During the holiday season of 1999 Kiehl's received a great deal of press attention, resulting in an overwhelming demand for its products. The mail-order division had particular trouble in dealing with the increased volume and Kiehl's, which prided itself on the personal touch, now found itself unable to ship its products in a timely fashion or even to match the right note cards with the right recipients. Moreover, new products that were due to be introduced simply could not find room on the factory's production schedule. Jami and Klaus had already discussed the possibility of cutting back, but now discovered that they could not terminate department store contracts, nor could they control the demand for their products. Jami had wanted to pass the business onto her daughter as it had been passed on to her, but now she came to the conclusion that Kiehl's could not survive in its present condition. The business either had to grow to the next level or it would simply begin to fall apart under the weight of demand, and the relationship with customers that set it apart from competitors would soon erode. Logistical resources, far more so than money, would resolve the mounting problems with Kiehl's.
L'Oréal's Purchase of Kiehl's: 2000
For years, a number of large companies coveted Kiehl's, but all offers were rejected. In February 2000, Jami Morse approached Philip Shearer, president of Cosmair Inc., the U.S. luxury products subsidiary of L'Oréal. While its competitors were acquiring a number of other specialty companies, Cosmair targeted just one, Kiehl's, and quietly wooed Jami Morse for over two years before she called. According to a Fortune interview, she said that Shearer "seemed to be genuinely interested in Kiehl's. He knew what we were doing; he'd read my newsletters; he knew the ingredients in particular products. I thought he understood who I was and what I was trying to do with Kiehl's."
The reported purchase price for Kiehl's ranged from $80 million to $150 million. No matter how much L'Oréal paid, however, it insisted that it would allow Kiehl's to conduct business as it always had, with the clear intent of reassuring customers, many of whom expressed concern about the future of the company. Jami Morse and Klaus Heidegger were retained as co-presidents of Kiehl's, and Michele Taylor, a marketing executive from Lancôme, a L'Oréal make-up and skin care products company, was hired to serve as general manager. At the end of January 2001, Taylor took over as president after Jami Morse and her husband resigned, although they remained as advisors. Satisfied that a transition to new ownership was accomplished, Jami Morse now expressed a desire to step away from day-to-day involvement with Kiehl's in order spend more time with her husband and children.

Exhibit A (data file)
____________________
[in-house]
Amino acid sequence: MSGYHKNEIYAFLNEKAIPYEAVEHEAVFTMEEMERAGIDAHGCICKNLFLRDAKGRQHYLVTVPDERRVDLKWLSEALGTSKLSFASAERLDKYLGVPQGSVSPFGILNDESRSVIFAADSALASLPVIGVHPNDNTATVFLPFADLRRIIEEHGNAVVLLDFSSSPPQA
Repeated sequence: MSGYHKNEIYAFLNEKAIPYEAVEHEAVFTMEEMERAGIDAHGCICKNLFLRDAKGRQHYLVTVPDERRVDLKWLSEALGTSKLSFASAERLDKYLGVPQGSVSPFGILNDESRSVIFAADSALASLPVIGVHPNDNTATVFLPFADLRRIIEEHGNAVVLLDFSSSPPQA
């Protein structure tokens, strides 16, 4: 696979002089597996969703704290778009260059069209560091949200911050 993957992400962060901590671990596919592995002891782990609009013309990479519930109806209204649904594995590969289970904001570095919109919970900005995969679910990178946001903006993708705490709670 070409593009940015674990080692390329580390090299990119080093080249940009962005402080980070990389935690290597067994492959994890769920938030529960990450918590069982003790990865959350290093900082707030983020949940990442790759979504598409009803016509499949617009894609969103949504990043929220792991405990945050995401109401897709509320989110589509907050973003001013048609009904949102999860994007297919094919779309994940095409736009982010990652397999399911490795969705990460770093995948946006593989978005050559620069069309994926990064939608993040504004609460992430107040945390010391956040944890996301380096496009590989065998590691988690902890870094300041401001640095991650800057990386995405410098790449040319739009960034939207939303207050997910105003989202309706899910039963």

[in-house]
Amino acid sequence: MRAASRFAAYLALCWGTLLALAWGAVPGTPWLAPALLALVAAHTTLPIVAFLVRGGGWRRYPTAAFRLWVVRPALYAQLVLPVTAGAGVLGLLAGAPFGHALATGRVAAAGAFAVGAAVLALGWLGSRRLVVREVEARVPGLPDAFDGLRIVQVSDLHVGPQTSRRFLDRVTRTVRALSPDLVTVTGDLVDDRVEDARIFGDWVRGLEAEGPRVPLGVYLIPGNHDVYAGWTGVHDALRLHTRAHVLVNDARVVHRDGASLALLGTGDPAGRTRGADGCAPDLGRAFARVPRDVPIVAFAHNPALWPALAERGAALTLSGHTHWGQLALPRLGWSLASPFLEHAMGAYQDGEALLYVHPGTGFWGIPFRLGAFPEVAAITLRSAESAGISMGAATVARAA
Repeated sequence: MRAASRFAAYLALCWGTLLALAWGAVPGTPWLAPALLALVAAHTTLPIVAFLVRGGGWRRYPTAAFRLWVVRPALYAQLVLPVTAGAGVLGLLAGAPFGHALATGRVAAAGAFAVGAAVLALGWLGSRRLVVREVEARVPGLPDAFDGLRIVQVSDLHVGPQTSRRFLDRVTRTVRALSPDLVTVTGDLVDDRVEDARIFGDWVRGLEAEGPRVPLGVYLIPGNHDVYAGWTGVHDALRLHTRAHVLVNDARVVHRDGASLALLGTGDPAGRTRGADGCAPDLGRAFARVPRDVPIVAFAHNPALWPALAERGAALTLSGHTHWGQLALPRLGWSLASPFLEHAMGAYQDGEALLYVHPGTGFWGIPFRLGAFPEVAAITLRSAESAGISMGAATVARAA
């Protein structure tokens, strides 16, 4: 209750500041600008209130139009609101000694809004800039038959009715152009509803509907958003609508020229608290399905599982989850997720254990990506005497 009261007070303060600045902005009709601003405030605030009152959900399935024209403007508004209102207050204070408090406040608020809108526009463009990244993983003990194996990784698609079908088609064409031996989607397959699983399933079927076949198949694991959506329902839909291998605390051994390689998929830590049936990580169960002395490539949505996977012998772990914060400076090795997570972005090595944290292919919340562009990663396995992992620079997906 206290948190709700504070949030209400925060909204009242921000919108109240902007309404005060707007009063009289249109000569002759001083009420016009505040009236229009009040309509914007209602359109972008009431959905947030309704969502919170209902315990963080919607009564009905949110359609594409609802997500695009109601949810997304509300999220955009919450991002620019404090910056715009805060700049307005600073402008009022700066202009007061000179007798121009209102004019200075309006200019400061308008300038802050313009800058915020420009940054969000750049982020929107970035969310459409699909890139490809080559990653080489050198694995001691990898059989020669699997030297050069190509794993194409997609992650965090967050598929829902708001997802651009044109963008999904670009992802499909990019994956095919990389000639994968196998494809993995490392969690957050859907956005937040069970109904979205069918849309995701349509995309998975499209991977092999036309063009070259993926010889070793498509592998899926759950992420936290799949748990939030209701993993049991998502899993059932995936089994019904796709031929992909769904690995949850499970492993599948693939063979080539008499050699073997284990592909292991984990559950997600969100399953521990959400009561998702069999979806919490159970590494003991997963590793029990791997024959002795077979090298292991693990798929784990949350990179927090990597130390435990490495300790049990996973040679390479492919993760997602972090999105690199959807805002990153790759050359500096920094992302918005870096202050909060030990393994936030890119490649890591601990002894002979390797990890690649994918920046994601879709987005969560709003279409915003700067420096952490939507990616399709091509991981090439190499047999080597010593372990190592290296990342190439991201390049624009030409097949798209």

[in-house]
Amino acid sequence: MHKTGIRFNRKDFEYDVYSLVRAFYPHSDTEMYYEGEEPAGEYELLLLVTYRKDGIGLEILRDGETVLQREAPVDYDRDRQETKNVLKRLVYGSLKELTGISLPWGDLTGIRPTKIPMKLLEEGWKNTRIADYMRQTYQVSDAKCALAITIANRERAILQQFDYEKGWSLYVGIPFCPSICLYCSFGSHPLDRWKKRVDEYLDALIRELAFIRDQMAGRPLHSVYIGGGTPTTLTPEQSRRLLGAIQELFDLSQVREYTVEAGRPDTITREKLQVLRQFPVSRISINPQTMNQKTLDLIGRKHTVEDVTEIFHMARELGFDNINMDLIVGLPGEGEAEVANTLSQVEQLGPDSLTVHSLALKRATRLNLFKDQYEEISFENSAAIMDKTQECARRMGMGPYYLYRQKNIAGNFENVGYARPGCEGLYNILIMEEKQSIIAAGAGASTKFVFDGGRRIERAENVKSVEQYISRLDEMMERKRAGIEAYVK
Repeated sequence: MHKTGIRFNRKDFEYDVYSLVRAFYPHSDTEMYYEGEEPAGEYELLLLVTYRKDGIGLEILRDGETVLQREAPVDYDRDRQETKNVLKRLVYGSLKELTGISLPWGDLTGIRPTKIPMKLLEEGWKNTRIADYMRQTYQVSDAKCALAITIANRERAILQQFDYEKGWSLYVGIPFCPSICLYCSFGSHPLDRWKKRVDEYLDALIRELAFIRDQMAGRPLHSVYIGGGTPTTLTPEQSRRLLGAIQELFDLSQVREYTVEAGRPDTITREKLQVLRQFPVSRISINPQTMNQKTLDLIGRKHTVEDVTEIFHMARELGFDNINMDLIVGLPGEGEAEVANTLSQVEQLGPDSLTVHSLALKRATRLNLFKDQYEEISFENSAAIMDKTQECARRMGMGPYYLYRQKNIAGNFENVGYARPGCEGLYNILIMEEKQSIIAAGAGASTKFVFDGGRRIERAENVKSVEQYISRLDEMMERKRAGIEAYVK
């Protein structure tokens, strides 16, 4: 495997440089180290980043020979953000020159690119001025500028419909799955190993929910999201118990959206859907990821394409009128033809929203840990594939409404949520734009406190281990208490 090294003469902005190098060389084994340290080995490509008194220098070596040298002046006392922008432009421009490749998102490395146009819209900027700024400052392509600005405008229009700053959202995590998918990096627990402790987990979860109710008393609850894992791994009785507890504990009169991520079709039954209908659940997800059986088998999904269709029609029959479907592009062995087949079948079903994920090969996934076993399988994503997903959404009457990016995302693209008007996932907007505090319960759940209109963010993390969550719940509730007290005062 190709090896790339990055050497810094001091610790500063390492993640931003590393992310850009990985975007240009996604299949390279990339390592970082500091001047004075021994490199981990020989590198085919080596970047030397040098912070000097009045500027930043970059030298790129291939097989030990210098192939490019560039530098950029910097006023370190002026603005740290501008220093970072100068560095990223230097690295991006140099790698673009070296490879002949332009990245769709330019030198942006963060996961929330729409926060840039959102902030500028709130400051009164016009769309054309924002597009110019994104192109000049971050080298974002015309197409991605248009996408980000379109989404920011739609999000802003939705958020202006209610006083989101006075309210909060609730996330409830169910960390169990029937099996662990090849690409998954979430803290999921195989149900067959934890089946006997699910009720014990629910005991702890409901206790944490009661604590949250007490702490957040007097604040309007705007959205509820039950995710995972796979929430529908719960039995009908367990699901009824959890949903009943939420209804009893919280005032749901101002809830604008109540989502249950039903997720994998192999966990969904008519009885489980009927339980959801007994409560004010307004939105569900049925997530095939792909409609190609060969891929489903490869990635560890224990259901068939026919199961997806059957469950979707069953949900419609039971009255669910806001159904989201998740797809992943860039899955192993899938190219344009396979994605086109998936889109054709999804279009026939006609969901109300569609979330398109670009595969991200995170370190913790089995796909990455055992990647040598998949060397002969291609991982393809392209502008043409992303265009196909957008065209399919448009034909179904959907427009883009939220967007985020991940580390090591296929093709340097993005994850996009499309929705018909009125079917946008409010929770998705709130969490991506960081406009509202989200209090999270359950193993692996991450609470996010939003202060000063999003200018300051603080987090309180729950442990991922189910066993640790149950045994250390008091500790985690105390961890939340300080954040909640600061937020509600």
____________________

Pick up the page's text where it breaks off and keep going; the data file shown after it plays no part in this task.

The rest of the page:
Under Taylor's leadership, Kiehl's functioned much the same as before. Taylor even took over the desk used by Irving and Aaron Morse in order to derive inspiration. Most of the changes involved the beefing up of the company's infrastructure, which allowed Kiehl's to not only meet demand but to enable the introduction of products that Jami Morse had been unable to launch. Taylor did look to expand into cosmetics, but in a cautious manner, likely focusing on items with skin care benefits. Kiehl's flagship store in Manhattan, however, appeared sacrosanct. Not only did L'Oréal intend to maintain the store in its current condition, it pledged not to reproduce it as the company began to open new outlets around the world. Many years earlier, Jami Morse and her father had discussed the opening of another store in Los Angeles. In 2001 a second Kiehl's location opened in San Francisco, housed in a Victorian townhouse that management felt was in keeping with the Kiehl's sensibility. Other store openings followed, including the company's first L.A. area store, in Santa Monica, in August 2002. Clearly, the Kiehl's mystique was a very valuable property for L'Oréal, and the parent company appeared very much committed to maintaining it.
Principal Competitors: Estée Lauder Inc.; Revlon Inc.; Shiseido Company, Limited.
- Chaplin, Heather, "Selling Out," Fortune Small Business, July-August 2000, p. 97.
- Hawn, Carleen, "A Company with Attitude," Forbes, October 7, 1996, p. 73.
- Hays, Constance L., "Kiehl's Cosmetics Company Bought by France's L'Oréal," New York Times, April 18, 2000, p. C2.
- Robins, Cynthia, "Selling the Family Secret: Founder's Granddaughter Guides Kiehl's into New Era," San Francisco Chronicle, July 29, 2001, p. B10.
- Sexton, Norma, "A Unique Morse's Code at Kiehl's," Women's Wear Daily, July 29, 1983, p. C12.
- Stout, Hillary, "Ad Budget Zero; Buzz Deafening," Wall Street Journal, December 29, 1999, p. B1.
- Williams, Monte, "Farewell to the Man Behind Kiehl's," New York Times, May 7, 1995, p. CY8.
- Witchel, Alex, "New Owners Let Kiehl's Be Kiehl's," New York Times, August 12, 2001, p. 6.
Source: International Directory of Company Histories, Vol. 52. St. James Press, 2003.